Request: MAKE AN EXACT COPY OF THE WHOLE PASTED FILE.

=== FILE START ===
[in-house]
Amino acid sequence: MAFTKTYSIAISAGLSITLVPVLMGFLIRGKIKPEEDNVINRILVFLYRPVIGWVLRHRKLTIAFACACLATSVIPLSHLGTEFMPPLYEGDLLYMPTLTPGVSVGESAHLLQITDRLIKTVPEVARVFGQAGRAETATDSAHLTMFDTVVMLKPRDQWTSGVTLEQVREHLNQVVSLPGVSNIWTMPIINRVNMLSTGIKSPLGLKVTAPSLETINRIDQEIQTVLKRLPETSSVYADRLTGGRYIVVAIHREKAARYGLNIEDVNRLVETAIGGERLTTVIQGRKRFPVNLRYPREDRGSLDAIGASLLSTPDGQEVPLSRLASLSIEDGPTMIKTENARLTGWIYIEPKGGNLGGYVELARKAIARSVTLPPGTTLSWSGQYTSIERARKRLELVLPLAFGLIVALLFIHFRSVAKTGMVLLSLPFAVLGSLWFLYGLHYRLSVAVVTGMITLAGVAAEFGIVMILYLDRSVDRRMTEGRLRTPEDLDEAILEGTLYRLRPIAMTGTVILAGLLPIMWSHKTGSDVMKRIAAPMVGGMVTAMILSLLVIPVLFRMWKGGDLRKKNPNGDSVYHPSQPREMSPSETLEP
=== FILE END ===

[in-house]
Amino acid sequence: MAFTKTYSIAISAGLSITLVPVLMGFLIRGKIKPEEDNVINRILVFLYRPVIGWVLRHRKLTIAFACACLATSVIPLSHLGTEFMPPLYEGDLLYMPTLTPGVSVGESAHLLQITDRLIKTVPEVARVFGQAGRAETATDSAHLTMFDTVVMLKPRDQWTSGVTLEQVREHLNQVVSLPGVSNIWTMPIINRVNMLSTGIKSPLGLKVTAPSLETINRIDQEIQTVLKRLPETSSVYADRLTGGRYIVVAIHREKAARYGLNIEDVNRLVETAIGGERLTTVIQGRKRFPVNLRYPREDRGSLDAIGASLLSTPDGQEVPLSRLASLSIEDGPTMIKTENARLTGWIYIEPKGGNLGGYVELARKAIARSVTLPPGTTLSWSGQYTSIERARKRLELVLPLAFGLIVALLFIHFRSVAKTGMVLLSLPFAVLGSLWFLYGLHYRLSVAVVTGMITLAGVAAEFGIVMILYLDRSVDRRMTEGRLRTPEDLDEAILEGTLYRLRPIAMTGTVILAGLLPIMWSHKTGSDVMKRIAAPMVGGMVTAMILSLLVIPVLFRMWKGGDLRKKNPNGDSVYHPSQPREMSPSETLEP